Imperial Purple 🎨 RGB Color Code: #66023C
The hexadecimal RGB code of Imperial Purple color is #66023C. This code is composed of a hexadecimal 66 red (102/256), a 02 green (2/256) and a 3C blue component (60/256). The decimal RGB color code is rgb(102,2,60). Closest WebSafe color: Tyrian purple (#660033)
GSearch on Google
Click and Copy the codes below for quick use.
Shades & Tints
Imperial Purple on Wikipedia
purple (Ancient Greek: πορφύρα porphúra; Latin: purpura), also known as Phoenician red, Phoenician purple, royal purple, imperial purple, or imperial
contemporary English names for purpura are "imperial purple" and "royal purple". The English name "purple" itself originally denominated the specific
emperor. Both imperial or Tyrian purple, a dye for cloth, and the purple stone porphyry were rare and expensive, and at times reserved for imperial use. In
was extremely expensive in antiquity. Purple was the color worn by Roman magistrates; it became the imperial color worn by the rulers of the Byzantine
or The Imperial may also refer to: Imperial, California Imperial, Missouri Imperial, Nebraska Imperial, Pennsylvania Imperial, Texas Imperial, West Virginia
The purple-tailed imperial pigeon (Ducula rufigaster) is a species of bird in the family Columbidae. It is found in New Guinea. Its natural habitat is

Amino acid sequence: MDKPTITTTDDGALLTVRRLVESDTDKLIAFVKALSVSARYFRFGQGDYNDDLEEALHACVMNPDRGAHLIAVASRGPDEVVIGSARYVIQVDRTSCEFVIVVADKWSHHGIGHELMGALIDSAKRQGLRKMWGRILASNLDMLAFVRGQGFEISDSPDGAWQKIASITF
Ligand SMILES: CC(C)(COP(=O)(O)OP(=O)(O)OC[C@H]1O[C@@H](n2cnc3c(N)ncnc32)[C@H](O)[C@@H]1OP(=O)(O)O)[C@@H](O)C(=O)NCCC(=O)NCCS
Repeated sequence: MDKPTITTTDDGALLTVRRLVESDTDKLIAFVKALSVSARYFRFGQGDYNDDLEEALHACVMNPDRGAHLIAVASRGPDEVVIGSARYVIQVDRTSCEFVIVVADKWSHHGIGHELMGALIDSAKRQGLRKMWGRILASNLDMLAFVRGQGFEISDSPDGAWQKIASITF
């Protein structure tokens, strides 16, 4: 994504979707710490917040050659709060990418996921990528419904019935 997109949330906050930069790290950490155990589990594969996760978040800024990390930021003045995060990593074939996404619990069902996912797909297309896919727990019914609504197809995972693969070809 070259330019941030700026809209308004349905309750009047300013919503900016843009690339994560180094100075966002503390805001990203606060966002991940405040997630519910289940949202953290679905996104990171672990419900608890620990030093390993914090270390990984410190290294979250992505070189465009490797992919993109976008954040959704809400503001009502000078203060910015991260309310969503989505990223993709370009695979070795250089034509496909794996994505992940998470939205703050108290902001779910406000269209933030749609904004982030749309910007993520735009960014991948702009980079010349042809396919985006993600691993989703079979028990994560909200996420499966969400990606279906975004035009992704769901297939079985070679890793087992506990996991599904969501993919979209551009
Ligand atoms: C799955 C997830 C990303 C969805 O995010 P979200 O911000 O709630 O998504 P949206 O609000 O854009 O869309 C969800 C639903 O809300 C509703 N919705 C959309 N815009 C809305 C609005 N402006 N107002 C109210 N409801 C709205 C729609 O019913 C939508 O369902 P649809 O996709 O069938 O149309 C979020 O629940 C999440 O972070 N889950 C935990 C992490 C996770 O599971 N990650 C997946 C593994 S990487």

had been responsible for the accession of Pertinax, his claim to the imperial purple was opposed by the majority of the Praetorian Guard, forcing Pertinax
French cuisine, and whelks in cuisines around the world. Tyrian or imperial purple, made from the ink glands of murex shells, "... fetched its weight
meaning "purple". Purple was the color of royalty, and the "imperial porphyry" was a deep purple igneous rock with large crystals of plagioclase. Some authors
instance of it being blazoned as "Imperial Purple". One of the most expensive colors to acquire in ancient times, Tyrian purple was used in the war banner of
Use the palette to pick a color or the sliders to set the RGB, HSV, CMYK components. Search for a color by its name in the list containing more than 2000 names.
There are many ways to mix/generate a color. Computer screens display the required color mixing tiny red, green and blue lights (RGB). Turning off all three components results in a black pixel, while if all components are lit up on full brightness that results a white light.
In print we use cyan, yellow, magenta and black (CMYK) inks because usually we print on a white paper. In this case the lack of the ink will result white paper, and we get a dark shade if more colors are mixed together. We can also define a color by hue, saturation and value (HSV).